I’d not give these absolute credence in court, but a certain volume would be hard to ignore. However there are also doctors, paediatricians, neonatal nurses and many more who may well have confirmed this in a legal declaration. Justice Adamson herself noted the ease with which the HCCC could have accessed proof of direct affect from one of the complainants. She then wrote:

However, the ease with which it might have done so is not the test. It did not do so. As I have found, the evidence adduced before me is not sufficient to bring the complaints within s 7(1)(b) of the Act.

Yes. It appears that direct affect upon clinical management or care could have been established by the HCCC. I wonder if Adamson’s original draft has “head desk”, scribbled in the margin?

Let’s not forget who we’re talking about here. Dorey isn’t just anti-vaccine but pro-disease.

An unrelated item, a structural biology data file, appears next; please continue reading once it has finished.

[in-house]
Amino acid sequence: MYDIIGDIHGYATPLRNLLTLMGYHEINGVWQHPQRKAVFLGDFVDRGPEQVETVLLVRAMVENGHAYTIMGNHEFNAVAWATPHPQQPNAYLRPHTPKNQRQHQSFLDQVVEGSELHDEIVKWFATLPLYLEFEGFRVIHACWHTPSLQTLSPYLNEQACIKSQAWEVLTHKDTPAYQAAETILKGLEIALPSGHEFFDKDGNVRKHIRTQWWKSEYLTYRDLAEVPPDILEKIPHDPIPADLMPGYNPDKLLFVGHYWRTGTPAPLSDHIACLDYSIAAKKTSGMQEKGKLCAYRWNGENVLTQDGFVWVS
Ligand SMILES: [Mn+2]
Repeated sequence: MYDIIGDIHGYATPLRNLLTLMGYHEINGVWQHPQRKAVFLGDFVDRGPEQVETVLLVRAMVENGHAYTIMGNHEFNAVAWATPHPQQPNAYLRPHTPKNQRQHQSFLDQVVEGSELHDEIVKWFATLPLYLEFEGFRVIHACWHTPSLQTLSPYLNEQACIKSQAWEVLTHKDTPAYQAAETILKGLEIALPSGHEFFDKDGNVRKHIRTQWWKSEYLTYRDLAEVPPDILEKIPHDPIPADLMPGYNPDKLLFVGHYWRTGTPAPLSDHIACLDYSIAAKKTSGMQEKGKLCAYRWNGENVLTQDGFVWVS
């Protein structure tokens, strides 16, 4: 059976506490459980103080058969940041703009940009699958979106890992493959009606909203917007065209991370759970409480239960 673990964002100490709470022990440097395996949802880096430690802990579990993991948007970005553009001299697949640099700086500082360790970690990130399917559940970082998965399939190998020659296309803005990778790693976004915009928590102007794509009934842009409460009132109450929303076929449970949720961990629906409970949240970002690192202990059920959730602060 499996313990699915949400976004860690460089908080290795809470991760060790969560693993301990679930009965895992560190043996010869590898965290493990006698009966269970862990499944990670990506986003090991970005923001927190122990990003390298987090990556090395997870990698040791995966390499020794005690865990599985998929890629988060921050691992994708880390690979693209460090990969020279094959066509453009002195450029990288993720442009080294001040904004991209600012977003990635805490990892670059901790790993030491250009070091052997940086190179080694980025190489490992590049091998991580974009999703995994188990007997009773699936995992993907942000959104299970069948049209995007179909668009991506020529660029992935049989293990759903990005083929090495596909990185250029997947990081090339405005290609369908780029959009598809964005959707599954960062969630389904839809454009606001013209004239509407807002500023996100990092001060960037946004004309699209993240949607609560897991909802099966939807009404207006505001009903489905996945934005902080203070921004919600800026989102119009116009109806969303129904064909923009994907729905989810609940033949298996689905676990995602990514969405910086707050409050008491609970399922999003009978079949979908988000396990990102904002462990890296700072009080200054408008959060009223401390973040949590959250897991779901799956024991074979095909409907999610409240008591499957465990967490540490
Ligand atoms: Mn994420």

You may remember the vicious attack in Police called in by anti-choice zealot because mum exposed child to chicken pox!

While this became news locally, how many West Australians were killed by medical error, adverse reactions to properly prescribed medications and hospital-borne infections. (sic) Why isn’t that written up in the newspapers? […]

But no – a mother who exposes her child to chicken pox – a disease that has never been considered deadly… an action that all our mothers and grandmothers would have taken – is threatened with police action or child protection because a man who considers vaccination to be a sacrament of medicine, reported her to the authorities and they didn’t laugh him down.

Keep in mind that giving someone a live virus vaccine (chicken pox, measles, mumps, rubella) is already deliberately infecting them with the virus.